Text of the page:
Tibet thanked The Amaryllis Fleming Foundation for their kindness and support in facilitating the
reception to
celebrate His Holiness the Dalai Lama?°•s 70th birthday.
All the guests enjoyed the warm and friendly atmosphere of the Office of Tibet?°•s reception held
against the backdrop of a traditionally decorated Tibetan alter on which was placed a large
coloured photo of
His Holiness the Dalai Lama.  The day concluded successfully with the much-liked traditional song
and dances performed by members of the Tibetan Dance Group of the Tibetan Community in Britain.
Simple monk or living Buddha?

A collection of essays about encounters with the Tibetan spiritual leader offer an insight into his philosophy of non-violence and conflict resolution

Hans Van Willenswaard

Edited by Rajiv Mehrotra
New Delhi, Penguin 2004, 266pp, $35.00
ISBN 0670058106
Meeting with His Holiness the XIVth Dalai Lama is an experience that deeply touches many all over the world. Thousands of people attend his lectures and Buddhist teachings. Even a glimpse from afar can give life a new meaning, while personal encounters, as demonstrated in the contributions of more than 20 authors, trigger unexpected views and sparks of creativity.

These inspirational meetings with the spiritual leader are documented in a new book Understanding the Dalai Lama, edited by Rajiv Mehrotra.

Speaking to a friend, Mehrotra addresses the high, if not daunting, regard in which the Dalai Lama is held:

"'Don't be nervous,' I said. 'He's the most human person you could ever hope to meet.'

"She gave me a shocked glance. 'He's the living Buddha!' she protested.

"'Well, isn't it the same thing?' I asked her."

But is the spiritual and political leader of six million Tibetans really a "living Buddha"?

Dalai Lama: It is better to be a good Christian, Muslim or Hindu than to become a half-baked Buddhist.
In an interview with the editor, the Dalai Lama confessed that he prefers to identify himself as Tenzin Gyatso, a simple Buddhist monk. As he approached his 70th birthday _ last Wednesday _ he reflected on how he gave new meaning to his role as leader or, as some refer to him, a "god and king" of Tibet.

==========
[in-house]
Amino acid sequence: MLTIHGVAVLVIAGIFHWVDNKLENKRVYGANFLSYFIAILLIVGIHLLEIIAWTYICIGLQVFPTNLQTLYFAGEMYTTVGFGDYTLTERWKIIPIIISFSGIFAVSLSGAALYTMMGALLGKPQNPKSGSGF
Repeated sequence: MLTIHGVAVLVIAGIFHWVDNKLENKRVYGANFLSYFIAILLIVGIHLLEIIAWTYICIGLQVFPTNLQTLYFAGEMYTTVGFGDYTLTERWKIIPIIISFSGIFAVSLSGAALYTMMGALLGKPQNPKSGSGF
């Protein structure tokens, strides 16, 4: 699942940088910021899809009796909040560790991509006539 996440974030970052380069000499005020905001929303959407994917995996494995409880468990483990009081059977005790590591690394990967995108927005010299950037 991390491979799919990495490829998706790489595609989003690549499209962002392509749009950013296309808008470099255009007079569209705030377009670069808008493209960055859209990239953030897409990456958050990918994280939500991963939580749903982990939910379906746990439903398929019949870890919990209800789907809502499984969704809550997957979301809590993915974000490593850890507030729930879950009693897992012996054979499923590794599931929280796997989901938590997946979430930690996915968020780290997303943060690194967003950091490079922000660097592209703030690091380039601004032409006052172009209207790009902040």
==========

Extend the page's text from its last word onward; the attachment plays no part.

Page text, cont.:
Tenzin Gyatso was recognised in 1939 as the incarnation of the Dalai Lama at the age of four. Twenty years later, in 1959, he left his palace in Lhasa, the Potala, for a life in exile in India. From a marginal position as asylum seeker from a country that had to be liberated from feudalism according to Chinese standards, he gradually became a world leader of moral authority far transcending the might of the occupants of his country. In 1989 he received the Nobel Peace Prize. The Nobel Committee identified three specific elements of his philosophy: Non-violence, the inter-relatedness of social and individual human rights, and the critical need in our generation to confront the threat of a global environmental disaster.

The Dalai Lama walked his talk by introducing a new, democratic but uniquely Tibetan, constitution based on the International Declaration of Human Rights. The new constitution shifted rule by his absolute power to rule governed by a majority decision-making process. He addressed universal causes and looked for answers from people of different cultures and social backgrounds. He is known to engage openly in religious dialogue and for his reluctance of religious conversion. According to the Dalai Lama, it is better to be a good Christian, Muslim or Hindu than to become a half-baked Buddhist.

Following the reception of the Nobel Peace Prize the Dalai Lama established the Foundation for Universal Responsibility.

The book _ to be available next year in Thai _ offers a diversity of views from people who each describe one or some of the many aspects of the Dalai Lama's complex manifestations in public life.

The Dalai Lama personifies the hope that the world's political conflicts can be solved, that spirituality is a genuine dimension of life, essential for overcoming conflict and that all religions and cultures are significant and should be conserved as sources of creative diversity that respond to modern problems.

Asked by Rajiv Mehrotra, editor of Understanding The Dalai Lama , whether he is still confident that the political issues concerning Tibet will be resolved within his lifetime, the Dalai Lama replied positively: "I think the new generation, the younger generation, is growing in quite a healthy way. I think the foundation of Tibetan spirit is very sound. The Tibetan spirit, both inside Tibet and outside, is very strong. We also have [had] an elected leadership for two or three years, so even if I am sort of semi-retired, the Tibetan issue [will] still remain strong. And the people in China have also started considering things with a global perspective. Things are changing in a positive way. So I am optimistic about Tibet."

Recently, after a long period of Chinese rejection, the Dalai Lama sent his envoys to the People's Republic of China to resume talks about Tibet's future. Public statements have been released expressing confidence and growing trust in the intentions of both parties to seek a solution. A crucial point is that the Dalai Lama renounces Tibet's independence and any political role for himself. He seeks autonomy within the People's Republic of China as a "zone of peace". This is not, however, without conditions: He proposes respect for fundamental human rights, an abandonment of China's population transfer and the protection of Tibet's environment.